The flight American Airlines 191 was crushed on May 25th, 1979, killing 271 people on board and 2 on the ground. This accident remains most fatal on the American ground. This flight, accomplished on a Douglas DC-10, connected the towns of Chicago and Los Angeles.
PlaneA DC-10-10, registered N110AA, serial number 46510, manufactured in February 1972 and propelled by 3 engines General Electric CF6-6D. The apparatus added up 19871 hours of flight at the time of the accident…
the commander : Walter Lux, 53 years, 22500 hours of flight including 3000 as a commander on DC-10.
- the copilot : James Dillard, 49 years, 9275 hours of flight including 1080 on DC-10.
- Engineer-mechanic : Alfred Udovich, 56 years, 15000 hours of flight including 750 on DC-10.
- Personal of cabin : 10 people
Circumstances of the accident
May 25th, 1979, with 15:02 local time, the DC-10 springs for its takeoff since the track 32R de l' airport O' Hare of Chicago. Shortly after rotation the air-traffic controllers see the engine number 1 (left wing) to separate from the plane and to be crushed on the runway. The apparatus carries out a normal rise to approximately 350 feet whereas the Kérosène and the liquid of the hydraulic systems run out of the plane causing a perfectly visible trail. Such a problem is theoretically gérable and nonfatal since the displacement of the center of gravity and the modifications of the streamline flow remain within acceptable tolerances. The plane could have landed in full safety if the loss of the engine had not caused an other damage. Nevertheless, during the simulations carried out after the crash landing, only the pilots informed by advance of the problems of flight 191 could leave themselves business and avoid the crash landing. The pilots of flight 191, in accordance with the procedures in the event of engine failure, reduce speed to 159 nodes, but the pulling up of the engine considerably damaged the hydraulic systems which control the nozzles of leading edge wings - nozzles which make it possible to increase the Portance wings at the time of takeoffs and landings. Moreover, the missing engine made it possible to provide the power supply of the instruments, in particular the alarm of Décrochage, the indicators of exit of the nozzles and the vibrator of the handle only available for the commander. Contrary to the practice, the mechanical engineer had not engaged the feeding system of help. In other words the pilots could not be informed any more configuration of flight of the aircraft. Moreover it was impossible to see the engine since the Cockpit.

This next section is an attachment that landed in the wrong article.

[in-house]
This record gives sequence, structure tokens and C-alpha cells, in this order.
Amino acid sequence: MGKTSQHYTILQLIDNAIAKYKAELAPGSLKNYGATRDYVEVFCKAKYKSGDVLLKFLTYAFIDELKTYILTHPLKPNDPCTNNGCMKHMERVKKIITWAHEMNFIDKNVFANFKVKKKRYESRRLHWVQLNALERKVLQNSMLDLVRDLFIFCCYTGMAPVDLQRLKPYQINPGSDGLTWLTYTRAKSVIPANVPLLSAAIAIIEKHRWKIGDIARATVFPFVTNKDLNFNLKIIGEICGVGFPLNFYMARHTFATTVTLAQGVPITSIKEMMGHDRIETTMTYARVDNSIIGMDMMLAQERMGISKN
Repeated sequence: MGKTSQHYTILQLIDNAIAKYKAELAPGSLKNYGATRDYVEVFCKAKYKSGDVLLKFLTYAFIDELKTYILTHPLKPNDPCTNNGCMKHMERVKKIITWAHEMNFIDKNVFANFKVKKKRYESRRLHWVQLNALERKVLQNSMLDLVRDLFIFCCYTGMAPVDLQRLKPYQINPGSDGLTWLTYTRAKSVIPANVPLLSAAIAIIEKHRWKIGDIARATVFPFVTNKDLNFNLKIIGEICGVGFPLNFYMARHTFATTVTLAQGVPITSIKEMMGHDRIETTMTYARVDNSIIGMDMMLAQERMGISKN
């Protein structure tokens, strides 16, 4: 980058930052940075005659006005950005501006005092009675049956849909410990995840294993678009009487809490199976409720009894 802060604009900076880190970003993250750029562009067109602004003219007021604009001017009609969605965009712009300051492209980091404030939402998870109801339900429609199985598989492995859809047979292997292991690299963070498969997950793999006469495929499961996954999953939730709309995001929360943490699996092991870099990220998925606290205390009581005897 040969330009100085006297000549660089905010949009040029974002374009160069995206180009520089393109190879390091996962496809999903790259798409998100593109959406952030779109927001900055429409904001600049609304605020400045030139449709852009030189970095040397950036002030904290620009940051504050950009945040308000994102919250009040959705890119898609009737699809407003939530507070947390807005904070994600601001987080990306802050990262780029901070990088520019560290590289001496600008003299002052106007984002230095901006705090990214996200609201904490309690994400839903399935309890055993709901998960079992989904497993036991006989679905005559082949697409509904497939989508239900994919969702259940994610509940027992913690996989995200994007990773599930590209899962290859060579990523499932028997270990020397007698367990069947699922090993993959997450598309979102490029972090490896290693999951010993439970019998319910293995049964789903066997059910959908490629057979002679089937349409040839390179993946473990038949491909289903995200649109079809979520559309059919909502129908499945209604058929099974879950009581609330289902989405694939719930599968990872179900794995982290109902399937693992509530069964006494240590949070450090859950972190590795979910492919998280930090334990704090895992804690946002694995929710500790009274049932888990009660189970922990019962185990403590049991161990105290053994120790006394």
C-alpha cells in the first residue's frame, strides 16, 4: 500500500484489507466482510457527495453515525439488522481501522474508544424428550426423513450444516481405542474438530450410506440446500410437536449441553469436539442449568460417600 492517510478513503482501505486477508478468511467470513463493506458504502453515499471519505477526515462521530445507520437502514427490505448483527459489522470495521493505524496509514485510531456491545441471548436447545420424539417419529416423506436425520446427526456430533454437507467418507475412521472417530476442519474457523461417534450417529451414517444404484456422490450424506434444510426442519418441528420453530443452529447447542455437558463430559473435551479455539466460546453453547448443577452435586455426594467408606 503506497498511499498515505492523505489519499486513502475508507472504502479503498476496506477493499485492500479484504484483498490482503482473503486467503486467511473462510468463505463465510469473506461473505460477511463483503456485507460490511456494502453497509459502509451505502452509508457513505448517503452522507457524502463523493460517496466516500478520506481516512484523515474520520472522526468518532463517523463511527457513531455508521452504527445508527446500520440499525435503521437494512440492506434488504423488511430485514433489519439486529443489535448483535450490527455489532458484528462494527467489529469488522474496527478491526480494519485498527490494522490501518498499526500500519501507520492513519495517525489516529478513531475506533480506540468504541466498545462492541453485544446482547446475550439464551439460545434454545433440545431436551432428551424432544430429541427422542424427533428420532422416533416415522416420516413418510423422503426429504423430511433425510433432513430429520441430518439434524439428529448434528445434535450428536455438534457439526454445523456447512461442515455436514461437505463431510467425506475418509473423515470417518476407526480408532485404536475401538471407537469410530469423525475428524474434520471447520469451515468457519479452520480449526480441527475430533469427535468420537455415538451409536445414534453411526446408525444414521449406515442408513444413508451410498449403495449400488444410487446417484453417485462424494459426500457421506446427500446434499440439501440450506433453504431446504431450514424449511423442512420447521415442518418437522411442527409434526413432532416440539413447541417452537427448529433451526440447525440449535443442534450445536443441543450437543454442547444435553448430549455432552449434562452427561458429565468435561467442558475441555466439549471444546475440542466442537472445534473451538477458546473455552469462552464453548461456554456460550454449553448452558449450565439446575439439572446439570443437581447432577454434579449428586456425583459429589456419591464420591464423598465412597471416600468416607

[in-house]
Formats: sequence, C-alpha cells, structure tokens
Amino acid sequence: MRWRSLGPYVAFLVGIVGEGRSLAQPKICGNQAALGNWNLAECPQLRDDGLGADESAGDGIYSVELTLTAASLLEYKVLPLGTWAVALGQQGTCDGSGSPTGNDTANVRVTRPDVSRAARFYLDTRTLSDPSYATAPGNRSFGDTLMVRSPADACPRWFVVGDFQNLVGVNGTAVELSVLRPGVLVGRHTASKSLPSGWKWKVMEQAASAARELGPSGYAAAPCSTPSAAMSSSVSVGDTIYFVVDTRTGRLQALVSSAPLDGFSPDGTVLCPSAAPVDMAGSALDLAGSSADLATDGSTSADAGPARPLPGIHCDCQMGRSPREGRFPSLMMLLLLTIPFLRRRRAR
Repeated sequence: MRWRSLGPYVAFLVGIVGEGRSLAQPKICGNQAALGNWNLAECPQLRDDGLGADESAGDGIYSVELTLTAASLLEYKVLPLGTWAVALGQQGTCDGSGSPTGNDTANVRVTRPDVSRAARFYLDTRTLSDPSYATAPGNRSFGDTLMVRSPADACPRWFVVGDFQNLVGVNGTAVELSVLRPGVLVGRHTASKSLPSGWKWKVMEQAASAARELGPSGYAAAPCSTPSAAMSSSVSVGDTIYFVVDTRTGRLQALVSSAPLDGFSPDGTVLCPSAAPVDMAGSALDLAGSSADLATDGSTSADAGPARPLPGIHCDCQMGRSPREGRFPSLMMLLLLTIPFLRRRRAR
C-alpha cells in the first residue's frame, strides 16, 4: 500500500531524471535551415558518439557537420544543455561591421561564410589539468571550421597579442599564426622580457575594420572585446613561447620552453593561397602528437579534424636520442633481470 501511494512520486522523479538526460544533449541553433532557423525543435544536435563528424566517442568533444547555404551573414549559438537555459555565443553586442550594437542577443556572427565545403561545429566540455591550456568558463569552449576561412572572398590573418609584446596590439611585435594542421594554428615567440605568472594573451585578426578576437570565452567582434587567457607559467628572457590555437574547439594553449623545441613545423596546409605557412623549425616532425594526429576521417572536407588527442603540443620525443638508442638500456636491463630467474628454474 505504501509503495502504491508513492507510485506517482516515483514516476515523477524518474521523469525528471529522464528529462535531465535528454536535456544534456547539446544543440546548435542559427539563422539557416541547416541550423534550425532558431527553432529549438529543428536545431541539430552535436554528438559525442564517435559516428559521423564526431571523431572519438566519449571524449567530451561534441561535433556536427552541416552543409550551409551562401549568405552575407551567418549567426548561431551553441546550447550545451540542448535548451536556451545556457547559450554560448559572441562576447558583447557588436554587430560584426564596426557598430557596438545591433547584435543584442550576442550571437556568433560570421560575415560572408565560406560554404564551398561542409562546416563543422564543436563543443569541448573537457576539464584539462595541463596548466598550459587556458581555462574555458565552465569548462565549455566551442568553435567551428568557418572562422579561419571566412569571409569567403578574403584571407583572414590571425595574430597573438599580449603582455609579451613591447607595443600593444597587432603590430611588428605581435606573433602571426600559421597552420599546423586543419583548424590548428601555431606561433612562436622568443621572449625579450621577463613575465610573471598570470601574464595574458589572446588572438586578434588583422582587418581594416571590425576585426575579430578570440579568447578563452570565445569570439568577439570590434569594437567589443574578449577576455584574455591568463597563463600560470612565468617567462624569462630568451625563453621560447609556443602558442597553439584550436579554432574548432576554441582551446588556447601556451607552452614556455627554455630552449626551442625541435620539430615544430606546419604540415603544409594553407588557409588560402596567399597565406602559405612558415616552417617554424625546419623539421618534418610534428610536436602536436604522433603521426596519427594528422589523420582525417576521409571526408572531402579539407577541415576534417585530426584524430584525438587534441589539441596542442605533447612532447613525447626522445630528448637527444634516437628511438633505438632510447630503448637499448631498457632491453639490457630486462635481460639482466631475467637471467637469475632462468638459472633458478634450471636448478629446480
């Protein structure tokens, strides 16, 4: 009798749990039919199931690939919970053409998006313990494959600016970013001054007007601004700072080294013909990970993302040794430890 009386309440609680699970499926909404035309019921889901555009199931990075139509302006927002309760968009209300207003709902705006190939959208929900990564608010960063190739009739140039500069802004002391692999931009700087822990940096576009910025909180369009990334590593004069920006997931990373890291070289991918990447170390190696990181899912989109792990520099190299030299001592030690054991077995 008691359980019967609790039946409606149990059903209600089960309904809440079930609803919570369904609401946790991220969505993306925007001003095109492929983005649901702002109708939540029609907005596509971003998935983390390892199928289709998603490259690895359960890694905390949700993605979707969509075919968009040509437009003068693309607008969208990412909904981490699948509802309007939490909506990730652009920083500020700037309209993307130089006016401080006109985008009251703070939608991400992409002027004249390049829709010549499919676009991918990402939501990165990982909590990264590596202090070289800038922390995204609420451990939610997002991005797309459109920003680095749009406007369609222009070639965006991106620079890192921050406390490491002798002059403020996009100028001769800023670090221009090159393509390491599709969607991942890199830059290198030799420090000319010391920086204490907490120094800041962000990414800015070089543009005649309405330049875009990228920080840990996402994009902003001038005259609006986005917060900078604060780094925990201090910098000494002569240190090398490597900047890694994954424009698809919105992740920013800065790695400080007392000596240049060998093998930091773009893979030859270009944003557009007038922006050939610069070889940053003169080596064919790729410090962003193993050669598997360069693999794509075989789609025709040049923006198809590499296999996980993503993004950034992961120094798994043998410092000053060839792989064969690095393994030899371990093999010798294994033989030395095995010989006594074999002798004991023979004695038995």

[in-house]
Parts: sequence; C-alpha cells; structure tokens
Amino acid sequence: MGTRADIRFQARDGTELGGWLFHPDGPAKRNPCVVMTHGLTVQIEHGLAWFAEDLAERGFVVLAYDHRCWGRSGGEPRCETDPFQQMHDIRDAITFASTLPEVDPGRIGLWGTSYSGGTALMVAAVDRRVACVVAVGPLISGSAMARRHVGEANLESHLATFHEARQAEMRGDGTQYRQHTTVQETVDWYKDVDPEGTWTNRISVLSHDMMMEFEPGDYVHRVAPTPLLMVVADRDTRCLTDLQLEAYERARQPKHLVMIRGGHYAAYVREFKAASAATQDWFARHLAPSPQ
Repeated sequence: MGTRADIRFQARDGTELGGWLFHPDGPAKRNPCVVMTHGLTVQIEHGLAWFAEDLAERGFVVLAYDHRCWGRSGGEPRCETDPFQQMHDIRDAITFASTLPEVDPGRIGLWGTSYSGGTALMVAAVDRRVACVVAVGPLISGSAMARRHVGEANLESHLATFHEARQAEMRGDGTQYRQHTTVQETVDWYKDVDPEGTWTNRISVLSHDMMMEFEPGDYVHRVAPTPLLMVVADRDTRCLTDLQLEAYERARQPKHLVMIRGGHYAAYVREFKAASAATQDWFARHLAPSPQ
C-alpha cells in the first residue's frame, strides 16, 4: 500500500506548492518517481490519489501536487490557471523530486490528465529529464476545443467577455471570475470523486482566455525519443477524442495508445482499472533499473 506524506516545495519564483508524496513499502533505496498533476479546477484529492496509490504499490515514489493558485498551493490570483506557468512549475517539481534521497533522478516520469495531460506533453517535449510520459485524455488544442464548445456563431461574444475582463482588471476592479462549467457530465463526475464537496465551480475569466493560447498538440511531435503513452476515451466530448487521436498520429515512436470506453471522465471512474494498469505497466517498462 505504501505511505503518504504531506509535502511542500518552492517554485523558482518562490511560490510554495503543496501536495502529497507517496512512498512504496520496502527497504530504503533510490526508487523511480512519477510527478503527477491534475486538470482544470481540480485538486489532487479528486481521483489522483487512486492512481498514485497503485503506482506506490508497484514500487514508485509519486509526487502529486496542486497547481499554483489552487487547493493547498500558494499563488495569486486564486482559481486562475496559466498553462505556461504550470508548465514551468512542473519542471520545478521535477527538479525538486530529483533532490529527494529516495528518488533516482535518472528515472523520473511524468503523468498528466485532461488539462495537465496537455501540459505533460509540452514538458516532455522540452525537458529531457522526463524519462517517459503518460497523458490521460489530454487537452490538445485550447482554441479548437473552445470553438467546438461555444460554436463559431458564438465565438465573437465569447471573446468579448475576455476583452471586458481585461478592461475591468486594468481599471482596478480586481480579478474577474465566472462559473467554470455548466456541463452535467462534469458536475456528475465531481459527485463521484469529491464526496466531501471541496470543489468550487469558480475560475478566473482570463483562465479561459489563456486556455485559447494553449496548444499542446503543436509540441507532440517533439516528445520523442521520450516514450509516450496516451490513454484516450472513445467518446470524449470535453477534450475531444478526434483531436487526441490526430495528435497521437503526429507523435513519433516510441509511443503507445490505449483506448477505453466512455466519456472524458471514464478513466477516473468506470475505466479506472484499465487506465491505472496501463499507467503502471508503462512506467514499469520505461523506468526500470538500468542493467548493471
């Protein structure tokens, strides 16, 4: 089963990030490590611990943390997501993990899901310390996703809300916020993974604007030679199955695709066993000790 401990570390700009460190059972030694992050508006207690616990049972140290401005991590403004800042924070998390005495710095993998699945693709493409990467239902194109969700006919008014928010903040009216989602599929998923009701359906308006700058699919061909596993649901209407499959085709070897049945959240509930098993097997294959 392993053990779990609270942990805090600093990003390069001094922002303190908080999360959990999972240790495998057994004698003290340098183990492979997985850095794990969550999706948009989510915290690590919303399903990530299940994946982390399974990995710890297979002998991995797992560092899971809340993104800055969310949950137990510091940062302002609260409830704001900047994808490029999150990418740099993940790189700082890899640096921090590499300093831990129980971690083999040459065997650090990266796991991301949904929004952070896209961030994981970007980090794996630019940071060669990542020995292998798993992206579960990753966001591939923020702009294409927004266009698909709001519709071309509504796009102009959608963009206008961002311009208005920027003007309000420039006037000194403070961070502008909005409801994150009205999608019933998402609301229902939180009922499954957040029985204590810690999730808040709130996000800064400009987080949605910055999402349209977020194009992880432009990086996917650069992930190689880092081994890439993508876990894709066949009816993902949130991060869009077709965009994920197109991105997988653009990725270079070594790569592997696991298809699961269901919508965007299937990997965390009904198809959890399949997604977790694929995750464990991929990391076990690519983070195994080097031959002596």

Progressively of the hydraulic loss of pressure, the nozzles of attack return, making pass the stalling speed of 124 nodes to 160 nodes. The plane losing speed, the left wing takes down whereas the right wing preserves bearing pressure. This imbalance then actuates the plane in a gimlet on the left unverifiable. It is crushed on a waste ground with 15:04, after 31 seconds of flight, 1400 meters in the North-West of the track. The plane disintegrates instantaneously, killing on the blow the 271 people on board. The explosion was so violent that the flames and the plume of smoke were visible until Chicago. Remains were projected on a carpark of mobil-homes, killing two people and by wounding two others seriously.
The Control tower tried well to contact the cockpit after having seen the engine falling but the crew never answered, undoubtedly too occupied trying to control the plane.
- Surviving: no
- Dead: 258 passengers, 13 team members, 2 people on the ground.
- the apparatus is destroyed with the impact.
The result of the survey carried out by the National Transportation Safety Board (NTSB) was published on December 21st, 1979. It reveals that the accident is due to a caused damage with Tulsa during the disassembling of the pylon-engine unit. It is the pylon which was damaged following a bad operation. The normal procedure envisaged the disassembling of the engine before the disassembling of the pylon. To earn time and money American Airlines had asked its mechanics to dismount the engine and the pylon at the same time. A large lifting truck was used to support the engine while the pylon of the wing was taken down. It is during this operation carried out on DC-10 N110AA that an incident took place. The lifting truck had been left without monitoring following the shift. With the recovery, the carriage pushed the engine because of a problem of hydraulics. The exerted pressure was sufficient to create a broad indentation and a large fracture in the body of the pylon. Nobody noticed the fracture and it was accentuated flights progressively. At the time of the takeoff of the flight the 191 aerodynamic loads were sufficient to tear off the pylon of the wing completely. The loss of the engine, combined with the position raised of the lifting nozzles, could only involve one disaster. The NTSB concludes that being given the circumstances, the pilots cannot be blamed. The decision to continue takeoff was in conformity with the procedures and logic taking into account the speed of the plane at the time of the loss of the engine and information available in the cockpit.
The board of inquiry also blamed the bad design of the points of anchoring of the pylon and was astonished that McDonnell-Douglas, originator of the plane, never carried out tests aiming at studying the effects of the physical loss of an engine and its pylon knowing that, theoretically, this situation was controllable by the pilots from an aerodynamic point of view. Such a study would undoubtedly have made it possible to highlight structural weaknesses.
Chef-mécanicien who had carried out the operations of lifting committed suicide a few hours before testifying before the board of inquiry.
Report/ratio of NTSB (pdf)
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